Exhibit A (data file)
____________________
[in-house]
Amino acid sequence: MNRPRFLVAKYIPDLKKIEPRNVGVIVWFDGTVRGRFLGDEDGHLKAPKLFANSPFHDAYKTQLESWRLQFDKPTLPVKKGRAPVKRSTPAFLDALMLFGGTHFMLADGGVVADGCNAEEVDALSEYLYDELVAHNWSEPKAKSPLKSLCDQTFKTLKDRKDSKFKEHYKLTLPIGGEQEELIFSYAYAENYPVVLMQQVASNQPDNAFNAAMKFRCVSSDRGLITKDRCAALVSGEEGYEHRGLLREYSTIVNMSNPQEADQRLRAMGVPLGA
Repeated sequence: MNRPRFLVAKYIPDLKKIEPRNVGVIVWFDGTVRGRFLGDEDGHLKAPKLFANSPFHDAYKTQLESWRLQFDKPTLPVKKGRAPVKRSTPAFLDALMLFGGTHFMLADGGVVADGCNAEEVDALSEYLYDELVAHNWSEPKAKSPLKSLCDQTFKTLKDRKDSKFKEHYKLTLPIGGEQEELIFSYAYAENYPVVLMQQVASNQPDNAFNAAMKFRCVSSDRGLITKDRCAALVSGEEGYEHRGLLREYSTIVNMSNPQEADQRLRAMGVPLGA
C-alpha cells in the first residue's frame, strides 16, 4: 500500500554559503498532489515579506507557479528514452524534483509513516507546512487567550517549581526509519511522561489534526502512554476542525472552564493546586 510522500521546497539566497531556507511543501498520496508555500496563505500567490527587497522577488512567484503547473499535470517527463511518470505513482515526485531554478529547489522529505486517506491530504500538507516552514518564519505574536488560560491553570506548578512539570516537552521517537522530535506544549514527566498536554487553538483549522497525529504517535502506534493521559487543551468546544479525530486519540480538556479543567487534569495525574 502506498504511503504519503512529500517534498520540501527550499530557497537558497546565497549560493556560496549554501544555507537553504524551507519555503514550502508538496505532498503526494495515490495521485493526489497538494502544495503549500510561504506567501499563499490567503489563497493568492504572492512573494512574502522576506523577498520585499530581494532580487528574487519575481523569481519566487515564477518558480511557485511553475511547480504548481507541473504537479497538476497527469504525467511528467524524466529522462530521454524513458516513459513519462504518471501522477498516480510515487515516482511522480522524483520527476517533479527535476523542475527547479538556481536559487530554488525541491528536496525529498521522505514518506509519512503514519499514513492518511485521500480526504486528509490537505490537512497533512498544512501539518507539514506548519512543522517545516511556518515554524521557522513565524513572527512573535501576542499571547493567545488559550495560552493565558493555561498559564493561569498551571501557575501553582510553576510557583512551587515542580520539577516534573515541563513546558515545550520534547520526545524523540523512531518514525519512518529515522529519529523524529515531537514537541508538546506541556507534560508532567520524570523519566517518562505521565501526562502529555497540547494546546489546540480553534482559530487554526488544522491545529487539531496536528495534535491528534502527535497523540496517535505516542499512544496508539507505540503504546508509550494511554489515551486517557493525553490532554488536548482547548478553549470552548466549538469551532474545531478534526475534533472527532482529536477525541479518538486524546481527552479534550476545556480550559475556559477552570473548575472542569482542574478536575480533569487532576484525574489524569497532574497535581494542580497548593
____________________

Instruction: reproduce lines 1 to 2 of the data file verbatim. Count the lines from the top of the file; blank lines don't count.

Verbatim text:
[in-house]
Amino acid sequence: MNRPRFLVAKYIPDLKKIEPRNVGVIVWFDGTVRGRFLGDEDGHLKAPKLFANSPFHDAYKTQLESWRLQFDKPTLPVKKGRAPVKRSTPAFLDALMLFGGTHFMLADGGVVADGCNAEEVDALSEYLYDELVAHNWSEPKAKSPLKSLCDQTFKTLKDRKDSKFKEHYKLTLPIGGEQEELIFSYAYAENYPVVLMQQVASNQPDNAFNAAMKFRCVSSDRGLITKDRCAALVSGEEGYEHRGLLREYSTIVNMSNPQEADQRLRAMGVPLGA